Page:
Identifying opportunities to implement energy efficiency practices in cannabis cultivation environments can be a complicated and time-consuming process. Consequently, implementing those practices once they are identified can be a similarly arduous task.
“Creating a program from scratch can be daunting. Energy efficiency program managers planning, designing and implementing programs for emerging industries can sometimes feel that cannabis cultivators are challenging to effectively reach and serve,” said Gretchen Schimelpfenig, technical director of Resource Innovation Institute (RII). “But the building systems used in cultivation facilities have high-performance savings opportunities worth pursuing and utilities have the tools to support them.”
Capturing these opportunities and subsequently verifying the savings they produce requires securing funding and supporting programs for new high-performance technologies such as horticultural lighting and centralized heating, ventilation, air conditioning and dehumidification (HVACD) equipment and controls systems, according to Schimelpfenig. It is precisely why RII recently released its “Program Design & Market Engagement Primer for Energy Efficiency Utilities & Program Implementers Serving Cannabis Cultivators.” The Primer is available to utilities and implementers who join RII’s Utility Working Group and join in the collective effort to develop and promote utility best practices related to the rapid emergence of indoor agriculture, including the cultivation of cannabis and other crops in both greenhouses and warehouses.
The first-of-its-kind guide is a product of significant contributions by RII’s 2020 Utility Working Group and provides unique insights to implementers seeking to enhance their engagement with utility programs.
“In the Primer, members will find peer-reviewed overviews and guidance from leading utility programs serving cannabis producers in 11 key regulated markets throughout North America, from California to Massachusetts to Michigan to Quebec,” Schimelpfenig said. “It has a comprehensive and detailed overview of nearly 60 different efficiency programs. We hope that utilities and program implementers will come to rely upon it as a resource for the priority knowledge they need when working with cannabis cultivators.”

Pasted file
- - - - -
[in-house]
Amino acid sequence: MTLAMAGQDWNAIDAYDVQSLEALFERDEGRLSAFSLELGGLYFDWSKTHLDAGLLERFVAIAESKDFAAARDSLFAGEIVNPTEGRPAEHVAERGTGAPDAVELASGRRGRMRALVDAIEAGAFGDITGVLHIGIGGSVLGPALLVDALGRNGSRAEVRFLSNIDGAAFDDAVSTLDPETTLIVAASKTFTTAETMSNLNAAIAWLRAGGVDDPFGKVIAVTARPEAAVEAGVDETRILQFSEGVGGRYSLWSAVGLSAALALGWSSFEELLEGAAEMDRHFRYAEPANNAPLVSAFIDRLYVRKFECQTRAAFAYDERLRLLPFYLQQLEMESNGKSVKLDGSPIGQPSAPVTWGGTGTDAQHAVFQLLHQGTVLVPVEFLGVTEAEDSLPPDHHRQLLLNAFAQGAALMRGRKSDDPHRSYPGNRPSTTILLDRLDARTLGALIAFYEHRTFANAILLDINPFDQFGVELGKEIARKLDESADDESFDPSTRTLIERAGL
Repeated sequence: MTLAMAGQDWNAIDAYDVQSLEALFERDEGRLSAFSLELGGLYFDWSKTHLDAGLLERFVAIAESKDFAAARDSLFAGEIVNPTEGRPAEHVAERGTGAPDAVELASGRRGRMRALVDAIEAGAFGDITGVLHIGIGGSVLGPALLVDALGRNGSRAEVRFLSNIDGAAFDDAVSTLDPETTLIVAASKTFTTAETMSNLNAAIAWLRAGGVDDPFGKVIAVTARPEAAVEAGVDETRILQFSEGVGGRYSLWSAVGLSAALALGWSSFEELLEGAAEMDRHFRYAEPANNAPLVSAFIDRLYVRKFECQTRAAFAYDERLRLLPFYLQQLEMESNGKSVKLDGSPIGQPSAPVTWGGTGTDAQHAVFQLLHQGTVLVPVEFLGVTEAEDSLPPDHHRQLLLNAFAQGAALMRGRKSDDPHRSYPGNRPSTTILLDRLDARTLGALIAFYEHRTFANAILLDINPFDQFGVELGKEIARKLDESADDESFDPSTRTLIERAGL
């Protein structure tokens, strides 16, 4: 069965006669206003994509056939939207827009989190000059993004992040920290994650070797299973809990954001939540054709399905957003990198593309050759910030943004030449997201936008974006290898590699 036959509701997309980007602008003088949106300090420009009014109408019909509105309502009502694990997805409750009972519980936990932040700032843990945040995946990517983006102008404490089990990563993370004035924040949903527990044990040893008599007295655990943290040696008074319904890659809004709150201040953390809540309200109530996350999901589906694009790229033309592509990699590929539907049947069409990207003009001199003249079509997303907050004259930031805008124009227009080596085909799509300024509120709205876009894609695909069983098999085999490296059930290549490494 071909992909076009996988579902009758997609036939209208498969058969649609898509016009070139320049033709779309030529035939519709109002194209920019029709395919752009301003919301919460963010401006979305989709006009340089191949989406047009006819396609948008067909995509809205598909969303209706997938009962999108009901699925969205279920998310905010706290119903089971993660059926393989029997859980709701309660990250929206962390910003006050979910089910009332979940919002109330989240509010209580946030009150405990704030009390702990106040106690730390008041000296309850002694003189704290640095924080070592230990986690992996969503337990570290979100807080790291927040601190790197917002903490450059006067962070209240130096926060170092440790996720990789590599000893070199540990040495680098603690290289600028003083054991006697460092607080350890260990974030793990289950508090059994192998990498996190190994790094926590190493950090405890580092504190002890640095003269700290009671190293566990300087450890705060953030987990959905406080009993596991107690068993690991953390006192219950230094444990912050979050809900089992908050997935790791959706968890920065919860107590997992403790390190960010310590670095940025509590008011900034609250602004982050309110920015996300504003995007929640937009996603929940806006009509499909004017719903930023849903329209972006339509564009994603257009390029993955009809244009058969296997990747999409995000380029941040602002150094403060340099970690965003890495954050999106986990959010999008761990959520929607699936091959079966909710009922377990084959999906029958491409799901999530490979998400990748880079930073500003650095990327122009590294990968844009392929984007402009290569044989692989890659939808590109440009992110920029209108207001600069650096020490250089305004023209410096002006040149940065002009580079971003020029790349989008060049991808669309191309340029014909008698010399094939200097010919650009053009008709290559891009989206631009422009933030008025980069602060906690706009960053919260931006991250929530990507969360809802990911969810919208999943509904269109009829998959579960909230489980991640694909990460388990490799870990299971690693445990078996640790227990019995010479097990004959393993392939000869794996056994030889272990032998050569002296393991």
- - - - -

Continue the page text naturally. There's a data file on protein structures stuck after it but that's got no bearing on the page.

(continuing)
The Utility Primer includes:
- Utility energy efficiency program planning information, including how to coordinate between utilities and governments
- Program design details, including measure identification and savings methodologies
- Program implementation guidelines, including market engagement
- An overview of North American cannabis and controlled-environment agriculture (CEA) utility programs, including incentive structures and contact info.
“Traditional approaches and systems used for growing are diverse and not well-documented, so baselines are difficult to create,” RII Executive Director Derek Smith said. “And data is scarce for utilities and implementers creating high-performance benchmarks when designing incentive programs. Because this industry is still in its early stages, it is too soon for RII to provide specific best practices, but our Utility Working Group has insights on the better paths to take as program implementers continue the research and exploration phase, trying multiple approaches and moving away from custom projects.”
According to Smith, as more energy efficiency programs mature and trends emerge related to serving not just cannabis producers but also indoor producers of a variety of crops, RII plans to release in 2022 a Utility Best Practices Guide and other services related to CEA program design and market engagement.